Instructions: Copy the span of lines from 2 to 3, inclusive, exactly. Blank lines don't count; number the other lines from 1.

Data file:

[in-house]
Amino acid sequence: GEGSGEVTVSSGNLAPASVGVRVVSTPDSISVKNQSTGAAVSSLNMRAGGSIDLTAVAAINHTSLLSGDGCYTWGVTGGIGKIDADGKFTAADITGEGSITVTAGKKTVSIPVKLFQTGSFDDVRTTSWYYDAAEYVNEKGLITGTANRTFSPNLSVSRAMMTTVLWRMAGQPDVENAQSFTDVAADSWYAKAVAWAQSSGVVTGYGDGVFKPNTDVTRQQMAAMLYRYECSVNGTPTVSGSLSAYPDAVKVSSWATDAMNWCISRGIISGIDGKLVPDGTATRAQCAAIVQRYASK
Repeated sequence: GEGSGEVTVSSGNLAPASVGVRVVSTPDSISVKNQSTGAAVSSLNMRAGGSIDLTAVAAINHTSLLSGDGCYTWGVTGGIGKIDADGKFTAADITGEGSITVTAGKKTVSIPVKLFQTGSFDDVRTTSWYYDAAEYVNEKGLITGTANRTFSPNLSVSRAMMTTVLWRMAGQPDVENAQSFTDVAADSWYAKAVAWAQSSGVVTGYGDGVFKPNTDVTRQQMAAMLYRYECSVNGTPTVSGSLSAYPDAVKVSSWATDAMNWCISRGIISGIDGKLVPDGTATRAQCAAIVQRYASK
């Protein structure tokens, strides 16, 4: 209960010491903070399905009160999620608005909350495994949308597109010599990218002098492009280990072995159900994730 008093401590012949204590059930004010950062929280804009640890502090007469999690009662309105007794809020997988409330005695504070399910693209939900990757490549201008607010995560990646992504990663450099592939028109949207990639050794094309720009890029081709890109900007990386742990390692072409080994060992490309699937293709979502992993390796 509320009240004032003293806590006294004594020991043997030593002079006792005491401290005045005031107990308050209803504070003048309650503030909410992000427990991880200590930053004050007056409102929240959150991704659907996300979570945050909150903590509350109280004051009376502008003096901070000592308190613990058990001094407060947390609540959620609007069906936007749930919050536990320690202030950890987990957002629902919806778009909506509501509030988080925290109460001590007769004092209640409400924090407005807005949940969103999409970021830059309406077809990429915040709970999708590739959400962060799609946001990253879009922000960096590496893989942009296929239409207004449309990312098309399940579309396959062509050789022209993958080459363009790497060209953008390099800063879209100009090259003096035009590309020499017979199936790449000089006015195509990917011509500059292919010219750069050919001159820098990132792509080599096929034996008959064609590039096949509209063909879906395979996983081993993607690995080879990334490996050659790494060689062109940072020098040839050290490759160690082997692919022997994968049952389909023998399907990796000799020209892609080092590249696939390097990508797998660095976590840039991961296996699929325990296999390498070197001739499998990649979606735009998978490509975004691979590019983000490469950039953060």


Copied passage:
Amino acid sequence: GEGSGEVTVSSGNLAPASVGVRVVSTPDSISVKNQSTGAAVSSLNMRAGGSIDLTAVAAINHTSLLSGDGCYTWGVTGGIGKIDADGKFTAADITGEGSITVTAGKKTVSIPVKLFQTGSFDDVRTTSWYYDAAEYVNEKGLITGTANRTFSPNLSVSRAMMTTVLWRMAGQPDVENAQSFTDVAADSWYAKAVAWAQSSGVVTGYGDGVFKPNTDVTRQQMAAMLYRYECSVNGTPTVSGSLSAYPDAVKVSSWATDAMNWCISRGIISGIDGKLVPDGTATRAQCAAIVQRYASK
Repeated sequence: GEGSGEVTVSSGNLAPASVGVRVVSTPDSISVKNQSTGAAVSSLNMRAGGSIDLTAVAAINHTSLLSGDGCYTWGVTGGIGKIDADGKFTAADITGEGSITVTAGKKTVSIPVKLFQTGSFDDVRTTSWYYDAAEYVNEKGLITGTANRTFSPNLSVSRAMMTTVLWRMAGQPDVENAQSFTDVAADSWYAKAVAWAQSSGVVTGYGDGVFKPNTDVTRQQMAAMLYRYECSVNGTPTVSGSLSAYPDAVKVSSWATDAMNWCISRGIISGIDGKLVPDGTATRAQCAAIVQRYASK